Politics | Green Party

Darleen Tana and Greens destined for waka-jumping showdown after party ejection, leaving future as MP in doubt

Darleen Tana said she did not have “natural justice” through the inquiry process.
  • Darleen Tana left the Green Party and may sit as an independent MP after refusing to resign.
  • Tana disputes the findings of a report alleging her link to migrant exploitation at her husband’s company.
  • The Greens may use controversial waka-jumping legislation to remove Tana, risking member backlash.

After spending 114 days, more than half her Parliamentary career, suspended, Darleen Tana was defiant after she left the Green Party over the weekend, jumping before she was pushed.

She remains as an MP for now, unless she heeds the plea of Green co-leader Chlöe Swarbrick to “please resign” from Parliament altogether, or the Greens decide to invoke the waka-jumping bill, controversial among party members – and which the Greens had tried to repeal as recently as three years ago.

After going to ground, Tana released a statement on Monday evening, saying she did “not accept” the findings of an independent report into allegations involving her connections to alleged migrant exploitation at her husband’s bike company. Tana said she was “deeply concerned” by the way the Greens had summarised its findings.

“The report does not say that migrant exploitation has occurred, let alone that I am responsible for it in any capacity,” Tana said.

Tana said she did not have “natural justice” and the party had a “pre-determined view” of what it wanted to do with her. Tana quit the party after a long caucus meeting on Sunday at which she was given the chance to respond to the conclusions of the report. Swarbrick said the report showed Tana’s conduct fell “far short of the expectations” set for Green MPs.

Tana then left the meeting to allow the caucus to debate and decide on her fate. Before the caucus could decide, Tana quit.

Deputy Prime Minister Winston Peters told Newstalk ZB’s Andrew Dickens that the scandal was a “disgrace”.

He said he thought she “probably won’t” leave parliament, and would instead join the Te Pāti Māori.

“She’s still there, and she should not be there, in the sense that everybody should be accountable and she’s not.”

Peters claimed the Greens were “not doing everything they can” to ensure she leaves Parliament.

”They could expel her… they could make it very clear that she is no longer a member of their party.”

Should Tana decide not to quit as an MP, she will sit as an independent MP, following in the footsteps of fellow former Green MP Elizabeth Kerekere, who also left the caucus when it appeared possible she might be expelled.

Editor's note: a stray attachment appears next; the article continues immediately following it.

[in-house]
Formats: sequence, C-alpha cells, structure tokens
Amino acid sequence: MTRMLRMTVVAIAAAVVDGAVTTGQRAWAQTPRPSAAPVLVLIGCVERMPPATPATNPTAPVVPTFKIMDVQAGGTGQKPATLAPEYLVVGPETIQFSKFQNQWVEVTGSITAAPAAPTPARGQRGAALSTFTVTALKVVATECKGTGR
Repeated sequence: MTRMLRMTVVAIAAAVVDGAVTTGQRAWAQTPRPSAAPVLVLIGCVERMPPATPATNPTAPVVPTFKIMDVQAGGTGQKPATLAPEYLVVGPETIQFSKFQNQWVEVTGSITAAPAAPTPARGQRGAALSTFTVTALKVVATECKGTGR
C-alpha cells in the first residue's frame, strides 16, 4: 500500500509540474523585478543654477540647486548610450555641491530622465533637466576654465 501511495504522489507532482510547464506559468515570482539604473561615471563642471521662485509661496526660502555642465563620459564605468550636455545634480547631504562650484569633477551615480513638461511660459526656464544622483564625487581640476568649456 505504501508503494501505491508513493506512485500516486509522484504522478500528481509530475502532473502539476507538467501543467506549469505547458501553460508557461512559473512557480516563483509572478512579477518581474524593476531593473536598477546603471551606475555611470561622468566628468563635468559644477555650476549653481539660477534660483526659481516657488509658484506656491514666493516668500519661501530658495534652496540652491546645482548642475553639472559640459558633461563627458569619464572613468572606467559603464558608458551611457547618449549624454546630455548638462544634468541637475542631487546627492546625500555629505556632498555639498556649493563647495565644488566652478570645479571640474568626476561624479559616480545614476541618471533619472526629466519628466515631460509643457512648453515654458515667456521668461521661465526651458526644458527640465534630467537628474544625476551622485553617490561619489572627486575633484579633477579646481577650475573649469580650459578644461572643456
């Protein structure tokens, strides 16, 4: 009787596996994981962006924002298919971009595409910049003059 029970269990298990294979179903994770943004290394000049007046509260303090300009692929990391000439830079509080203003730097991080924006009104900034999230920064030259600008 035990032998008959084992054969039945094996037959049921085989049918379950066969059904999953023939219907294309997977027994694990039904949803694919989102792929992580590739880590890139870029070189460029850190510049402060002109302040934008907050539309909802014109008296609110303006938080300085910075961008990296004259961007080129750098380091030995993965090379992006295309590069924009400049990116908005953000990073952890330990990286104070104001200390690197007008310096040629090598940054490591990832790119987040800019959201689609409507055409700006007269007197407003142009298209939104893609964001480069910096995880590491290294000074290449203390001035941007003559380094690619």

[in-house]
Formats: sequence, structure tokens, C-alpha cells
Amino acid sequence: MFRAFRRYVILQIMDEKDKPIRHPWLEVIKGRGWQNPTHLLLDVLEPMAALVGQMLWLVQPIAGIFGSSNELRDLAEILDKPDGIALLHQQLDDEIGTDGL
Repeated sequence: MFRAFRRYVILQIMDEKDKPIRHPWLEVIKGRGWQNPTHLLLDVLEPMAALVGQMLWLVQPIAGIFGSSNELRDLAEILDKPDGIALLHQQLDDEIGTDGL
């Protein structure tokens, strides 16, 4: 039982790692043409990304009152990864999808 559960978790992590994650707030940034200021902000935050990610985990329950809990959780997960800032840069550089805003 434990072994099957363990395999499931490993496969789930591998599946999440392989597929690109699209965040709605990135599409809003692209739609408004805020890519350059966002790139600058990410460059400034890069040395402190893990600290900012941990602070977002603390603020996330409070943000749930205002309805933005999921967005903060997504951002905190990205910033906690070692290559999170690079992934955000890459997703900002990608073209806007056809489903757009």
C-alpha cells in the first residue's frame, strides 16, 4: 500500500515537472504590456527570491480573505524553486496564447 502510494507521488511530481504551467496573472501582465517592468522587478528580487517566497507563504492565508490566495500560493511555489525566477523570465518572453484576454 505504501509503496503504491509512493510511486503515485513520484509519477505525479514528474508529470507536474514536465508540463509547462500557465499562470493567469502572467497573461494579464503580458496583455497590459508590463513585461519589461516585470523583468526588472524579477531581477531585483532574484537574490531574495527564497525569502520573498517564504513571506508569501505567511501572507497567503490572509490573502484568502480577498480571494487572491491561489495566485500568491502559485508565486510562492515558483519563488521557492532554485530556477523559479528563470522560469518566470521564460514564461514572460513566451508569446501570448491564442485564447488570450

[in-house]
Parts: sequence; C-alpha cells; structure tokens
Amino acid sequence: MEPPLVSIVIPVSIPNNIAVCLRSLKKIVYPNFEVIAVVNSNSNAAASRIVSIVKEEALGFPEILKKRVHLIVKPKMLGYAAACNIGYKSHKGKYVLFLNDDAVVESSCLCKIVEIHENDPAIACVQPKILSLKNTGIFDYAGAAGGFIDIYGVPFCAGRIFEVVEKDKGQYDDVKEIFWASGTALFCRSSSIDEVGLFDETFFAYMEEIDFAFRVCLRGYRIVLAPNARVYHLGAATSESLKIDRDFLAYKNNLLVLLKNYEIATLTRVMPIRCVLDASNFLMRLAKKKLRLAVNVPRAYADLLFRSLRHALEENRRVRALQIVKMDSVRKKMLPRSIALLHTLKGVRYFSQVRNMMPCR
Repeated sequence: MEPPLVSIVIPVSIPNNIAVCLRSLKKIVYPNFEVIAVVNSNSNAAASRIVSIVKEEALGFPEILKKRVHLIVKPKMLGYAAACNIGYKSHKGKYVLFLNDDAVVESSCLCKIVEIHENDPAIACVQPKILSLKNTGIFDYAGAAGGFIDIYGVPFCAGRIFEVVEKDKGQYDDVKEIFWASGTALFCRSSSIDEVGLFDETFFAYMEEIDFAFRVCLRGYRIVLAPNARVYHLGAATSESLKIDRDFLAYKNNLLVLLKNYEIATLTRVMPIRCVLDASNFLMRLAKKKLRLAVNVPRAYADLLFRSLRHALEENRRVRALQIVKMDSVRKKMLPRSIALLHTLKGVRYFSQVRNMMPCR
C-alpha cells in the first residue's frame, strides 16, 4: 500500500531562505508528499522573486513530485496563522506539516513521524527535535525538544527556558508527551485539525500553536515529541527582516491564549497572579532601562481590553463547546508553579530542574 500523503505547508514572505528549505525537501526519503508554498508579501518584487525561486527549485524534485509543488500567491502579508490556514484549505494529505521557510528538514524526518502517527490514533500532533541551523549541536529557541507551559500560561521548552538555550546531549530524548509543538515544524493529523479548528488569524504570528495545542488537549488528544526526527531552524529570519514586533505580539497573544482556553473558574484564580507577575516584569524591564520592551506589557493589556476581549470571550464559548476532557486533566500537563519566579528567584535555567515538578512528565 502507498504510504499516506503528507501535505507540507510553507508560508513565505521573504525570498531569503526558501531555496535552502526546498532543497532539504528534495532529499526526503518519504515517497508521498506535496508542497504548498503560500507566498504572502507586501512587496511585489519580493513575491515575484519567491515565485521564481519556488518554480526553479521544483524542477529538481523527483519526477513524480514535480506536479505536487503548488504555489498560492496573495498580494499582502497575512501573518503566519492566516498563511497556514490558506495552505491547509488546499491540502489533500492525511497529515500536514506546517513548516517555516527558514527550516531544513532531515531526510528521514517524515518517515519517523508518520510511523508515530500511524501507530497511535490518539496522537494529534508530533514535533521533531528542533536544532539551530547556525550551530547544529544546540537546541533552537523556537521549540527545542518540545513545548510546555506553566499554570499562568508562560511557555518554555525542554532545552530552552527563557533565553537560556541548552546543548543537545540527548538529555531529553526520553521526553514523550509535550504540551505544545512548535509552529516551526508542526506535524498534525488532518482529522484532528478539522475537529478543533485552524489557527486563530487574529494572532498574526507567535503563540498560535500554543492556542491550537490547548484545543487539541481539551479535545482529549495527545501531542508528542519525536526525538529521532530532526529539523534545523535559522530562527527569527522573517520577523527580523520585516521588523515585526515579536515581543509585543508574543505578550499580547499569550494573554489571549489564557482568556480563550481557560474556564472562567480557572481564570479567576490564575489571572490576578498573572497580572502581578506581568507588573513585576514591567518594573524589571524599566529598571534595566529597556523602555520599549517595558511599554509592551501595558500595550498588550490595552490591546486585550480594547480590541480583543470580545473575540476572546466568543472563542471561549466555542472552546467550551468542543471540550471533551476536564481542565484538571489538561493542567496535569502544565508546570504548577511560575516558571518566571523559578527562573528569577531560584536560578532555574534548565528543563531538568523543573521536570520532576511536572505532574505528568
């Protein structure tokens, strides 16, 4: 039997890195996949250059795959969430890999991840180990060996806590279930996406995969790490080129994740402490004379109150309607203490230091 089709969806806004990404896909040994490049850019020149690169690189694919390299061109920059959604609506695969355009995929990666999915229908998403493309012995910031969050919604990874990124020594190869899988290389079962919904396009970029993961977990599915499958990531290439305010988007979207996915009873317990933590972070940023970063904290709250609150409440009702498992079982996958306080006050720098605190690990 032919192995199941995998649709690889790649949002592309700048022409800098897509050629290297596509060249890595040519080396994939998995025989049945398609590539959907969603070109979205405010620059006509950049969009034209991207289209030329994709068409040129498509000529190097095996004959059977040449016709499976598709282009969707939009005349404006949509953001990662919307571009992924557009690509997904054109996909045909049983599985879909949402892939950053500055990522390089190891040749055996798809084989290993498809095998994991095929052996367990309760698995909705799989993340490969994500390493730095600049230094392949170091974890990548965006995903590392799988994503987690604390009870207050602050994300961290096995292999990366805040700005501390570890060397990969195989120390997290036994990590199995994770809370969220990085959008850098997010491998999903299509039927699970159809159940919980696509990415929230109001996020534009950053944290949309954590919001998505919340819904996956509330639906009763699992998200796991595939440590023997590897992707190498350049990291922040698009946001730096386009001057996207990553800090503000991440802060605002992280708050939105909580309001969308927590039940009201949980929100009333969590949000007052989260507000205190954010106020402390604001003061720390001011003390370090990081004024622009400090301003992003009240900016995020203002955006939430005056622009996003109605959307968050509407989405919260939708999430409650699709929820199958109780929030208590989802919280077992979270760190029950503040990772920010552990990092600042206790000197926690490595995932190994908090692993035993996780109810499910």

The party has one lever it could pull: invoking the relatively new waka-jumping legislation, which would involve one or both of the party’s co-leaders, Swarbrick or Marama Davidson, writing to the Speaker, saying they believed Tana’s actions had altered the proportionality of Parliament and that she should be removed as an MP and a new Green brought in. The party opted not to invoke the waka-jumping legislation in the case of Kerekere.

Tana would be the first to be expelled under the legislation since it was brought back by the Ardern Government. Using these rules would be a challenge for the Greens, who supported the legislation only because it was a bottom line for NZ First, a member of the Government with the Greens at the time.

Waka-jumping is a deeply divisive issue for Green members. The party’s founding co-leader Jeanette Fitzsimons appeared at the Greens’ 2018 AGM to tell the party how much she disagreed with the leadership’s decision to back it. Swarbrick herself spoke in the debate on the failed effort to repeal the legislation in 2020.

Green co-leader Chloe Swarbrick leaving the conference where she announced Tana had been expelled. Photo / Mark Mitchell

Invoking it to eject Tana could put the party on a collision course with members, whom they will face later this month for this year’s AGM in Christchurch. Green members are not shy when it comes to telling the party’s leaders what they think. Just two years ago, then co-leader James Shaw was temporary dismissed from his role after a revolt from members.

Swarbrick said whether the party would “waka-jump” Tana had not yet been discussed.

Tana did not appear to be at her Waiheke Island home on Monday. One neighbour described her husband as a “nasty guy”, saying he never said hello and was difficult when working out neighbourly disputes.

Alex Kersjes, who represented former bike shop workers Nick Scott and Charles Simpson, said his clients felt “vindicated”.

“We hope that given the [Employment Relations] Authority has found fault and now an independent investigator has found fault that they finally accept responsibility and pay our client what he’s owed and we can cease the liquidation proceedings.”

Kersjes said he hoped Tana “does the right thing and steps down”.

Thomas Coughlan is Deputy Political Editor and covers politics from Parliament. He has worked for the Herald since 2021 and has worked in the press gallery since 2018.

- NZ Herald